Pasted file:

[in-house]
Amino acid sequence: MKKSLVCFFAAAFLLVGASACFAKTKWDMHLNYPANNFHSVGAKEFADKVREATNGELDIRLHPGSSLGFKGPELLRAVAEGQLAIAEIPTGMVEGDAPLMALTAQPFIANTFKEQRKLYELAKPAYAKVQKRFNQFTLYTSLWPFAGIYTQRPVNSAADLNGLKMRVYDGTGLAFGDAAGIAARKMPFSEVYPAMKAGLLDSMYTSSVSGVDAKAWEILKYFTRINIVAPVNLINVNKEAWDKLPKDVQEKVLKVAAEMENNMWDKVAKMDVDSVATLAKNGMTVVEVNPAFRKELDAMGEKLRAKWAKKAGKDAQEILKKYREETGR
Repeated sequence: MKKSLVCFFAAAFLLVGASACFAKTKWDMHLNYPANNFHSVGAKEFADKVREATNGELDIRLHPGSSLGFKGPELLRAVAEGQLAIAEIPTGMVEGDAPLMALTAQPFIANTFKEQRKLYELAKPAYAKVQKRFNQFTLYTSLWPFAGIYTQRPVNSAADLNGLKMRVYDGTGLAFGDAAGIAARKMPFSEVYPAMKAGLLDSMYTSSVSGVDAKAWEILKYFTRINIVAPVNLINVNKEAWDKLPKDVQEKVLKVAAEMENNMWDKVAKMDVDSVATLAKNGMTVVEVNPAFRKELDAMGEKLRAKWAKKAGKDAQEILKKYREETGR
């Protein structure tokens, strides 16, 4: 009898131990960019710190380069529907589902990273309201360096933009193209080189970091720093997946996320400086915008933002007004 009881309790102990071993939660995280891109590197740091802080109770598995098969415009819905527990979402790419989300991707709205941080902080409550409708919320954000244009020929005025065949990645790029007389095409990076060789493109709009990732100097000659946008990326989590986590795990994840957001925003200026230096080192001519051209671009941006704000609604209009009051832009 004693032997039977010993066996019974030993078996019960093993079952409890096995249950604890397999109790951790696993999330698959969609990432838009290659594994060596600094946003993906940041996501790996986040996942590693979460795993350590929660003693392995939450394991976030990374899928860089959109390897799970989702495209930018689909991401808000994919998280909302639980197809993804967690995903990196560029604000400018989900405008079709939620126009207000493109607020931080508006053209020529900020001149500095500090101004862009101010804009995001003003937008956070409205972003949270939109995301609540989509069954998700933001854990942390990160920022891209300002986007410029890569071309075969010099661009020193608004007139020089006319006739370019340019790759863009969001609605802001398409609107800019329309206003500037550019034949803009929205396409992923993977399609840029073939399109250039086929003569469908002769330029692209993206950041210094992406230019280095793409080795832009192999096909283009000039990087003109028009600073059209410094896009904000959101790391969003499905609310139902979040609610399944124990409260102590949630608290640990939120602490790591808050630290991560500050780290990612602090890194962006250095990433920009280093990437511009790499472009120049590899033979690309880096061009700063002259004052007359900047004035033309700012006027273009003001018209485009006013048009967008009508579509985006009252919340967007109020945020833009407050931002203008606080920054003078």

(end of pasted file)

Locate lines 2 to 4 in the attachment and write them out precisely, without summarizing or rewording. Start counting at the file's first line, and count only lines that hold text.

Amino acid sequence: MKKSLVCFFAAAFLLVGASACFAKTKWDMHLNYPANNFHSVGAKEFADKVREATNGELDIRLHPGSSLGFKGPELLRAVAEGQLAIAEIPTGMVEGDAPLMALTAQPFIANTFKEQRKLYELAKPAYAKVQKRFNQFTLYTSLWPFAGIYTQRPVNSAADLNGLKMRVYDGTGLAFGDAAGIAARKMPFSEVYPAMKAGLLDSMYTSSVSGVDAKAWEILKYFTRINIVAPVNLINVNKEAWDKLPKDVQEKVLKVAAEMENNMWDKVAKMDVDSVATLAKNGMTVVEVNPAFRKELDAMGEKLRAKWAKKAGKDAQEILKKYREETGR
Repeated sequence: MKKSLVCFFAAAFLLVGASACFAKTKWDMHLNYPANNFHSVGAKEFADKVREATNGELDIRLHPGSSLGFKGPELLRAVAEGQLAIAEIPTGMVEGDAPLMALTAQPFIANTFKEQRKLYELAKPAYAKVQKRFNQFTLYTSLWPFAGIYTQRPVNSAADLNGLKMRVYDGTGLAFGDAAGIAARKMPFSEVYPAMKAGLLDSMYTSSVSGVDAKAWEILKYFTRINIVAPVNLINVNKEAWDKLPKDVQEKVLKVAAEMENNMWDKVAKMDVDSVATLAKNGMTVVEVNPAFRKELDAMGEKLRAKWAKKAGKDAQEILKKYREETGR
């Protein structure tokens, strides 16, 4: 009898131990960019710190380069529907589902990273309201360096933009193209080189970091720093997946996320400086915008933002007004 009881309790102990071993939660995280891109590197740091802080109770598995098969415009819905527990979402790419989300991707709205941080902080409550409708919320954000244009020929005025065949990645790029007389095409990076060789493109709009990732100097000659946008990326989590986590795990994840957001925003200026230096080192001519051209671009941006704000609604209009009051832009 004693032997039977010993066996019974030993078996019960093993079952409890096995249950604890397999109790951790696993999330698959969609990432838009290659594994060596600094946003993906940041996501790996986040996942590693979460795993350590929660003693392995939450394991976030990374899928860089959109390897799970989702495209930018689909991401808000994919998280909302639980197809993804967690995903990196560029604000400018989900405008079709939620126009207000493109607020931080508006053209020529900020001149500095500090101004862009101010804009995001003003937008956070409205972003949270939109995301609540989509069954998700933001854990942390990160920022891209300002986007410029890569071309075969010099661009020193608004007139020089006319006739370019340019790759863009969001609605802001398409609107800019329309206003500037550019034949803009929205396409992923993977399609840029073939399109250039086929003569469908002769330029692209993206950041210094992406230019280095793409080795832009192999096909283009000039990087003109028009600073059209410094896009904000959101790391969003499905609310139902979040609610399944124990409260102590949630608290640990939120602490790591808050630290991560500050780290990612602090890194962006250095990433920009280093990437511009790499472009120049590899033979690309880096061009700063002259004052007359900047004035033309700012006027273009003001018209485009006013048009967008009508579509985006009252919340967007109020945020833009407050931002203008606080920054003078």